"Our results indeed suggest that it is more sustainable to use insect protein for food rather than to use it to replace soybean meal in animal feed,”​ he said. “Yet we found that a shift to using low-value food industry side stream products – such as catering waste or by-products, for example, from fish processing – in insect production for chicken feed is key to decisively increasing the carbon footprint benefits of using insect protein over soybean meal protein."

He told FoodNavigator the question for future studies and the food industry is how to best use these side-streams. “There is unexploited potential to using side-streams to feed the insects, especially when we think of the current food waste debate,”​ he said, adding that current EU legislation is lagging. “We need to raise awareness that the industry wants to explore this potential, but the regulators are lagging behind in enabling the use of these side-streams.”​ 

All this is important and timely, he said, because as a part of the current climate change debate, concerns have been raised over the increasing deforestation associated with the rapid expansion of global soybean cultivation, which is a major protein source for feeding livestock raised to be food for humans.

But can edible insects ever be palatable?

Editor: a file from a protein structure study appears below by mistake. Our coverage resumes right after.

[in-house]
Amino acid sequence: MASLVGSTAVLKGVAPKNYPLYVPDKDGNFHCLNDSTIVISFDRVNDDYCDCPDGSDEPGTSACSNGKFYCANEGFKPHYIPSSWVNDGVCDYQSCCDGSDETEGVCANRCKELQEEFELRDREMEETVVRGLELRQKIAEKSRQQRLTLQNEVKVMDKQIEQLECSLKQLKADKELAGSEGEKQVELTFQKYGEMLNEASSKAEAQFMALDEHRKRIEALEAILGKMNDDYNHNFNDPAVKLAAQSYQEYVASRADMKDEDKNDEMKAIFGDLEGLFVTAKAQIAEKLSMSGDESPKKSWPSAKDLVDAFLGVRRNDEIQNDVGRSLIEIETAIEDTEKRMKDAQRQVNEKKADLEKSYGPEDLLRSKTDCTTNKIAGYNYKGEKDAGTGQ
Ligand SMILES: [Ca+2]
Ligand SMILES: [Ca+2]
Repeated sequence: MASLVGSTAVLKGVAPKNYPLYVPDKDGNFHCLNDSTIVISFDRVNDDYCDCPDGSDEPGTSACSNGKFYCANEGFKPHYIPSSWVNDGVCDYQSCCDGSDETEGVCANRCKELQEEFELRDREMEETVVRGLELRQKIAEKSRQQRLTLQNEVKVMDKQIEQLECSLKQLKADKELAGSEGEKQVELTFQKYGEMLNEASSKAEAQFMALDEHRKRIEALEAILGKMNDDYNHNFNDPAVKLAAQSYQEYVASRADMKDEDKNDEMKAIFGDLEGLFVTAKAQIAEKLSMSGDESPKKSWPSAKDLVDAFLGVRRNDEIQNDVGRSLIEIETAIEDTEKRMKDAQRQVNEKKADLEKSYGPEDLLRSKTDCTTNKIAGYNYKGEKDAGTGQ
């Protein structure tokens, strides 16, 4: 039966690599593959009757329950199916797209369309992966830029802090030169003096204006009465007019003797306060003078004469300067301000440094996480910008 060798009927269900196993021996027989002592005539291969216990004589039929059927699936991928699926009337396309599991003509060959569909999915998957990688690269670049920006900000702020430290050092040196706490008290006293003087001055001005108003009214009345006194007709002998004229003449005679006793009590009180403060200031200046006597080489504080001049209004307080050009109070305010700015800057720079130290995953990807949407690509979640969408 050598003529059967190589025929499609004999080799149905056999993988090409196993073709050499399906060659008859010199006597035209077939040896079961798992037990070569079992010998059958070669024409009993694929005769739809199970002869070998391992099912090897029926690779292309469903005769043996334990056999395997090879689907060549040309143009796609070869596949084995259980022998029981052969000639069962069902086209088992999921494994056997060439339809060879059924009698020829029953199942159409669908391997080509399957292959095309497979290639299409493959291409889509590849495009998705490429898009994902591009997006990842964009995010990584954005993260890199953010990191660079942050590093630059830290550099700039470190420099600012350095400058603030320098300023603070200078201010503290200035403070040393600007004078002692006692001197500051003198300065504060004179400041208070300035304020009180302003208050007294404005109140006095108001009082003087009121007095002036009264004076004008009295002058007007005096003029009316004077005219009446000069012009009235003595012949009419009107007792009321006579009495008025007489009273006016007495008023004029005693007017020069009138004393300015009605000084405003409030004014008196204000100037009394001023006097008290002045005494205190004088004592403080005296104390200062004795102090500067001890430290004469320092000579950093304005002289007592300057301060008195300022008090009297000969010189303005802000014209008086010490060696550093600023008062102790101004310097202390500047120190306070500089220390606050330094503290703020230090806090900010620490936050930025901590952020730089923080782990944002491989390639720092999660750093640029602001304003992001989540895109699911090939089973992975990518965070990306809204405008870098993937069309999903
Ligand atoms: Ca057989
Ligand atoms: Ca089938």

The other elephant in the room is consumer acceptance of insects.

According to Steiner, more creative solutions from the food industry are needed to make insects in food products an appetizing option for shoppers. “You see burgers with crickets, but I think we need more innovation just like you see with the different meat-free burgers.”​  He added: “Younger people especially are willing to experiment and there is clear production capacity in Europe.”

A separate recent report from the Woven Network, the UK’s membership organisation for businesses operating in the edible insect sector, reckons the sector could generate around £112m in revenue by 2025. That’s based on the growth that we have seen in companies in the sector over recent years, the income they have already generated and their expectations for the future. It cited other data from Meticulous Research suggesting the global edible insects (farmed and harvested) market will grow at a CAGR of 28.0% from USD 134m in 2018 to USD 458m by 2023. The global insect protein market could be worth up to USD 8bn by 2030 (+24% CAGR), Barclays Research has added.

There are over 1,800 species of edible insects globally, and many have provided valuable nutrition for centuries in many countries.

Given the much smaller footprint of insect farming in land, resource and GHG terms, the sector could have a significant place in the future Food Strategy as the Government seeks to drive to Net Zero, according to Woven.

Dr Nick Rousseau, Founder and MD of the Woven Network said: “The edible insect sector in the UK is one of the most progressive and innovative in Europe and currently has a healthy mix of farming operations and companies developing and selling a wide range of products into the UK and overseas markets.

"We are coordinating the work of preparing and submitting Novel Food dossiers to the Food Standards Agency that will clearly show that our products are safe for consumers. Indeed, our members have already generated over £6m in income from selling edible insect products with no ill effects.”

Reference 

The potential of insect protein to reduce food-based carbon footprints in Europe: The case of broiler meat production

Journal of Cleaner Production

https://doi.org/10.1016/j.jclepro.2021.128799